Australian to take charge of Edinburgh's debt-ridden festival

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The Independent Culture

The Edinburgh International Festival has turned to Australia to find a successor to its director, Sir Brian McMaster, who stands down in September after 15 years.

Jonathan Mills, a contemporary composer and formerly the artistic director of the Melbourne Arts Festival, was appointed yesterday to what should be one of the most prestigious posts in British arts. But his appointment comes just after the festival revealed it has gone £1m into the red after running up losses of £850,000 making six new productions last year.

Organisers hope to recoup the money from the transfer of shows. The director Peter Stein's acclaimed production of Blackbird, starring Jodhi May and Roger Allam, is already in London's West End, but only one other production has yet attracted a buyer.

To the alarm of some arts insiders, the Scottish Executive has washed its hands of the festival, despite the recommendation of a recent Cultural Commission in Scotland that it should provide extra funding to that traditionally provided by the Scottish Arts Council and Edinburgh City Council.

It is believed that several high-profile contenders for the post, including the director Pierre Audi, who founded London's Almeida theatre, and Graham Sheffield, artistic director of the Barbican Centre, London, withdrew their interest because of concerns over the funding and the short timetable for takeover.

But Mr Mills, 42, insisted yesterday that he was not deterred by these hurdles. The debts and the attitude of the Scottish Executive were "intimidating? Yes. An impediment? No," he said. "Maybe I'm a foolish optimist, but I think that if one goes to the Scottish Executive and the city council aware of the many competing calls on public funding and present these festivals as critical to the definition of Edinburgh and its credentials as a creative community ... one has a real chance of exciting these people about the opportunity."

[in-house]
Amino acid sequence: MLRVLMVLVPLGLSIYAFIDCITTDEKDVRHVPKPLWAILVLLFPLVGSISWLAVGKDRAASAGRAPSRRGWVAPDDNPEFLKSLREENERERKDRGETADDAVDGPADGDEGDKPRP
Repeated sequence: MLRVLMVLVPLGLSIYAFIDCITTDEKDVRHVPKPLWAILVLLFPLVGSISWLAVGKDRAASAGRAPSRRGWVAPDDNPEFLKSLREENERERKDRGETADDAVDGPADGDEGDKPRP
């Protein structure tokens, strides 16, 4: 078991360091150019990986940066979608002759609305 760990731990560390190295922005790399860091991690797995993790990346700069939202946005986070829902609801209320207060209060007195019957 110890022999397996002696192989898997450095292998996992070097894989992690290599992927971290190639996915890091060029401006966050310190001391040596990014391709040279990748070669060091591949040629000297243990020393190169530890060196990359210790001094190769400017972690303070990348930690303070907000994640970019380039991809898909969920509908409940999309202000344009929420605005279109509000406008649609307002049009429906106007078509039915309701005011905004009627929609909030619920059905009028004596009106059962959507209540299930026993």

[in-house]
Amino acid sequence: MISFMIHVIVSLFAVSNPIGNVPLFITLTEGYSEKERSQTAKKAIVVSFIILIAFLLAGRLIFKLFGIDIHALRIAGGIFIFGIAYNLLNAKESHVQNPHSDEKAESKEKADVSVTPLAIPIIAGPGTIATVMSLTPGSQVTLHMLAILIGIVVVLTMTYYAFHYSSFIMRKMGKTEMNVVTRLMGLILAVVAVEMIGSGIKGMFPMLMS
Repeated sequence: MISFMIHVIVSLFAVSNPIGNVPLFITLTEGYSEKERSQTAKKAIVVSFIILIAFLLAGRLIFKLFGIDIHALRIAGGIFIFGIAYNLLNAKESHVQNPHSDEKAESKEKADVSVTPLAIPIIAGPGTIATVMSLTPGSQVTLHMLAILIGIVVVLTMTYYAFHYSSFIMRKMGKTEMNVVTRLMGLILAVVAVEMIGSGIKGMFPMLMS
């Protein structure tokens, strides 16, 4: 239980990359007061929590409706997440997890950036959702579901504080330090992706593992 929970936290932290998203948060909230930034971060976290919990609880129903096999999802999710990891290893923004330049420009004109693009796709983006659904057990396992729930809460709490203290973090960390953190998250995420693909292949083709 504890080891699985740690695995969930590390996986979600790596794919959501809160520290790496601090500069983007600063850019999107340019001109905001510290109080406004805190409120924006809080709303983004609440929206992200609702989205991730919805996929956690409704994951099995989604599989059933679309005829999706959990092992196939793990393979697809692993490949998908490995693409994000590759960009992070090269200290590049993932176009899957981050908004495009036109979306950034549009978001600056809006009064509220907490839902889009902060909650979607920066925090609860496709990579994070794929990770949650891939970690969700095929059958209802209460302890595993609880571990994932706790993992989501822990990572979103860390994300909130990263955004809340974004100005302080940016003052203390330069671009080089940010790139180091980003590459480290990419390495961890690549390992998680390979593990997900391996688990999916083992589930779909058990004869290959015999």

Mr Mills, currently an academic at the University of Melbourne, said he was immediately tempted when this opportunity came up. "Edinburgh has been hugely influential in the shape that all sorts of multi-arts events around the world have taken," he said. "In a sense, I've done an Edinburgh festival, I've just done it in Melbourne. I've done something in a shape hugely influenced by the mere existence of this festival."

He added: "Following on from Brian McMaster will be both exciting and challenging. He has been here a long time." Without going into detail yet, Mr Mills said there might be areas of the arts which Sir Brian had not been interested in and which he might expand. There was scope, for example, to do more work in the visual arts, he said.

The festival was launched in 1947 with the aim of providing "a platform for the flowering of the human spirit". As it grew, so did shows outside of the official event into what is now known as the Fringe. The Edinburgh Festival now embraces half a dozen or so festivals including books and films.

Mr Mills said it was "a genius of a place" to hold a festival because "you can walk around it. It's perambulatory. And it's medieval and Georgian and bits of it are edgy." As a fair-skinned Australian of Scottish ancestry, he even praised the climate to which he was far better suited, he claimed, than the 42C heat of his current home in Melbourne during the summer months.

He moves to Scotland this October to join the clique of foreigners running British cultural institutions, including his fellow Australian Michael Lynch at the South Bank Centre in London.

In the meantime, the festival is appealing for donations to support this summer's programme, Sir Brian's last. "Please give generously; no contribution is too small or too large!" its website pleads.

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